Rappler's latest stories on Hong Kong protests
(UPDATED) 'Under the vicious national security law, many people worried if such participation would risk violating the law but many people still came out,' says organizer and legal scholar Benny Tai
Despite assurances from Beijing that political freedoms would not be hindered, many Hong Kongers delete digital references of their opposition to China's ruling Communist Party
'I have already left Hong Kong and continue the advocacy work on the international level,' Law says in a short English message to journalists, declining to say which country he has gone to
Thousands of protesters defy restrictions and take to the streets, even under Hong Kong's newly passed national security law
The group says offenses 'are capable of being applied in a manner that is arbitrary, and that disproportionately interferes with fundamental rights, including the freedom of conscience, expression and assembly'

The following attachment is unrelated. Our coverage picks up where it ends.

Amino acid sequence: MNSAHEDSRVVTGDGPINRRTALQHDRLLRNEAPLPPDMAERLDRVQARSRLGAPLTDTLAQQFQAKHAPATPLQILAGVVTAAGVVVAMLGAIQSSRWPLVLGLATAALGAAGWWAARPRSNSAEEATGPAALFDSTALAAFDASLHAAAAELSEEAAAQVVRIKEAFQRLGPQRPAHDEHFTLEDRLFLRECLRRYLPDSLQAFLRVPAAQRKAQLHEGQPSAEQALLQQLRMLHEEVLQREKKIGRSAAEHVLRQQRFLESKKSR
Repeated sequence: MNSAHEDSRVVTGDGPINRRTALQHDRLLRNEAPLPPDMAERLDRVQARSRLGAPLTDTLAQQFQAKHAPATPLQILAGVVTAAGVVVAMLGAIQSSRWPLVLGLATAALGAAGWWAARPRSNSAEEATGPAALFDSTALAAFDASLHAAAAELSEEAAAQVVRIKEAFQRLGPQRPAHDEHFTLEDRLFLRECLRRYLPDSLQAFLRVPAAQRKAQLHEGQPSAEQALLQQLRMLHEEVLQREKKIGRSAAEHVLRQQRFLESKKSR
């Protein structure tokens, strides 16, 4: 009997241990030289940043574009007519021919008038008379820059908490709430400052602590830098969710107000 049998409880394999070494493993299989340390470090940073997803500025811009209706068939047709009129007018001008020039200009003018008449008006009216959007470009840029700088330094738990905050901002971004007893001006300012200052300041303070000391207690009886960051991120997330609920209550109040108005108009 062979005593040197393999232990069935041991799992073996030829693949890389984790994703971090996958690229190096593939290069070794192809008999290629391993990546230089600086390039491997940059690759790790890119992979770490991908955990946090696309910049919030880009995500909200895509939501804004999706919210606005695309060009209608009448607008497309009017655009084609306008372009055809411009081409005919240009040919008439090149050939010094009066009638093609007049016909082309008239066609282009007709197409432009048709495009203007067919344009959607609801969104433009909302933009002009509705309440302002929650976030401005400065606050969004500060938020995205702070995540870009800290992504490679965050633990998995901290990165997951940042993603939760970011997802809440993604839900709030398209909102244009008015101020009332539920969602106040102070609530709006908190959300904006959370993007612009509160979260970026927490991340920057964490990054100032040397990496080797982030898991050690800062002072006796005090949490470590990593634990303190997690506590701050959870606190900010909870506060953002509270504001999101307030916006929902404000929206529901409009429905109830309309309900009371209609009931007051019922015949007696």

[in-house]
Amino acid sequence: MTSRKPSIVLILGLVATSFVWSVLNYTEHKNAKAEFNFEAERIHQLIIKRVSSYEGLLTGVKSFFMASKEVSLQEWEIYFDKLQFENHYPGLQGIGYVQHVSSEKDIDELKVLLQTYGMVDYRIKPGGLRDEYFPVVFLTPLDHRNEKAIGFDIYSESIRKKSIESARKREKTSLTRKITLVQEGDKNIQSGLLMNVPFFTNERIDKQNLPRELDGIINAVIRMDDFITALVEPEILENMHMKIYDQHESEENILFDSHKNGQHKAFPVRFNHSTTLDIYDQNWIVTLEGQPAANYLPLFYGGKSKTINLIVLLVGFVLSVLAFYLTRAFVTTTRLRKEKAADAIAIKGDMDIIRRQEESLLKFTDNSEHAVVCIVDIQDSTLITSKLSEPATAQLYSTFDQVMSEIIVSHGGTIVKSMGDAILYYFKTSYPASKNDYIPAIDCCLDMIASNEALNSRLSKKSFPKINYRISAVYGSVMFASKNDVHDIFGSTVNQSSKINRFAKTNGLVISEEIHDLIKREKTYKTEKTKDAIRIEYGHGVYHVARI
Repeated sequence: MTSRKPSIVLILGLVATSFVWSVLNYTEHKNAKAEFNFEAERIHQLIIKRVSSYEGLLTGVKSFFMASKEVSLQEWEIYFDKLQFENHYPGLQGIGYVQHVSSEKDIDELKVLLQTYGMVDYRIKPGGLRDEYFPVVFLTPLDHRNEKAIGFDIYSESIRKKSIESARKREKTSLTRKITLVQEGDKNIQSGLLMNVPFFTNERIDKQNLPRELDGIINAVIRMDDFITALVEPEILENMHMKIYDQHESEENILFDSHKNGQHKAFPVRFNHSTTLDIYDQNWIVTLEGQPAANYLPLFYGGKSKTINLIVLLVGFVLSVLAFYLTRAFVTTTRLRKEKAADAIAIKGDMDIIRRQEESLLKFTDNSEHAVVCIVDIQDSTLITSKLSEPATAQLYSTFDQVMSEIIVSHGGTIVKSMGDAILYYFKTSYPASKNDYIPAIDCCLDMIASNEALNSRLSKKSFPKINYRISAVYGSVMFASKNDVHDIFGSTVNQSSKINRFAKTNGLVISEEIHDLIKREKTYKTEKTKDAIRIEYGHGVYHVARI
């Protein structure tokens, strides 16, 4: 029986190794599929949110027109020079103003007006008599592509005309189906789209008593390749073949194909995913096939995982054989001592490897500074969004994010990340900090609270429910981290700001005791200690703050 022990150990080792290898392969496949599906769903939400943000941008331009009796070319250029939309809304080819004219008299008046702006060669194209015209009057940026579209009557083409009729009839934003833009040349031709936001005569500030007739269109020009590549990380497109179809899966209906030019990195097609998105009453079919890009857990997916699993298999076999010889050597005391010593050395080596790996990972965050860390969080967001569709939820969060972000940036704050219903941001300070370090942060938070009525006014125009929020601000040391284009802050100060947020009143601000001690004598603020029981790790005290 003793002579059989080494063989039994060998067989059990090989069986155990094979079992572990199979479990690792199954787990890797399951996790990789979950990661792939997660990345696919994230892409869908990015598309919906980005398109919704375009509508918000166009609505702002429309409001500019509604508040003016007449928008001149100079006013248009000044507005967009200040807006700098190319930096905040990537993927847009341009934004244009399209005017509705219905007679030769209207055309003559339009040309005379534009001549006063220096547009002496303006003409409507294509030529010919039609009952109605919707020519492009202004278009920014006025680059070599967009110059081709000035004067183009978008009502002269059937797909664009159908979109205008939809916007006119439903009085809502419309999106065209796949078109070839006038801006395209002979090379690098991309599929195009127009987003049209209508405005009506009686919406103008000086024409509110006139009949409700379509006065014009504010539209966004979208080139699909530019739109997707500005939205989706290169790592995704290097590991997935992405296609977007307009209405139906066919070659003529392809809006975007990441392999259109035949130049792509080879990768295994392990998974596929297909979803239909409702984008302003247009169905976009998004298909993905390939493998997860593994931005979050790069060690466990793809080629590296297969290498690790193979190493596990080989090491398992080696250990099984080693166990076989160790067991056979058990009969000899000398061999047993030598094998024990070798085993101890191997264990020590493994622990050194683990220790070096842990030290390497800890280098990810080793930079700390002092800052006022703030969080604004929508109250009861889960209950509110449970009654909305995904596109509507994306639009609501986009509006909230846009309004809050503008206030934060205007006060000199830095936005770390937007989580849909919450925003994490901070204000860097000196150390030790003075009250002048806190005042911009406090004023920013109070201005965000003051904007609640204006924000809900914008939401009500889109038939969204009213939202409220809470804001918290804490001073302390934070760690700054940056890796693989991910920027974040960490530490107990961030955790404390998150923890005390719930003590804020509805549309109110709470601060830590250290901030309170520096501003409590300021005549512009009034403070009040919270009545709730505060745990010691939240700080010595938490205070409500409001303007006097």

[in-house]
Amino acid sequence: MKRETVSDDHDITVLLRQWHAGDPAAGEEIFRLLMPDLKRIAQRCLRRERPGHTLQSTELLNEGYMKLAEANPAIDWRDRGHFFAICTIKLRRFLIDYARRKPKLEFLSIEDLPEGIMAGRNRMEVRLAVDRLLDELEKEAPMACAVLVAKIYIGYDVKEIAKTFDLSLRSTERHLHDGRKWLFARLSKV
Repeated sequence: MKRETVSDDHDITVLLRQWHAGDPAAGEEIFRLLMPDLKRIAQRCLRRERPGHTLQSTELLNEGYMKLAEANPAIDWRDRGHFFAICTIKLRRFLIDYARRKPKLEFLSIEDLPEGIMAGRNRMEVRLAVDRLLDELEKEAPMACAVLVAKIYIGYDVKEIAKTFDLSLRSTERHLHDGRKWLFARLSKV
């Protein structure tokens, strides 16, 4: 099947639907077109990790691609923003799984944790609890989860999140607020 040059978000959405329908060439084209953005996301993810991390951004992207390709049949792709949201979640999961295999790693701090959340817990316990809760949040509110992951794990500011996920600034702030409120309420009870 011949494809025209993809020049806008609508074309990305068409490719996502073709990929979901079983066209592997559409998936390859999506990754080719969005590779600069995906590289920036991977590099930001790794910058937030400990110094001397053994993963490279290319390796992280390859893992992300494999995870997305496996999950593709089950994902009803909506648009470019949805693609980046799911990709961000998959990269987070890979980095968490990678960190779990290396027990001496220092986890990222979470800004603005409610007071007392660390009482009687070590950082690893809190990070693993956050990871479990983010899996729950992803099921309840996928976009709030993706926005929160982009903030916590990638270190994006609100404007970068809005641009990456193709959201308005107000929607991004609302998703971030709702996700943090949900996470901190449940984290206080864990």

Hong Kong police say they arrested at least 180 people on Wednesday, July 1 – including 7 under a new national security law – as thousands of protesters defy a ban to rally on the anniversary of the city's handover to China
The vote comes as China presses forward with a security law that would enforce punishment over subversion and other perceived threats in Hong Kong
Ridicule of the powerful is ingrained in Hong Kong's culture, aided by Cantonese, a language often riotously colorful in its insults. But that is something Hong Kongers believe Beijing is determined to stamp out.
European Commission president Ursula von der Leyen says she had warned the Chinese leaders that Hong Kong owes its economic success to its autonomy from Beijing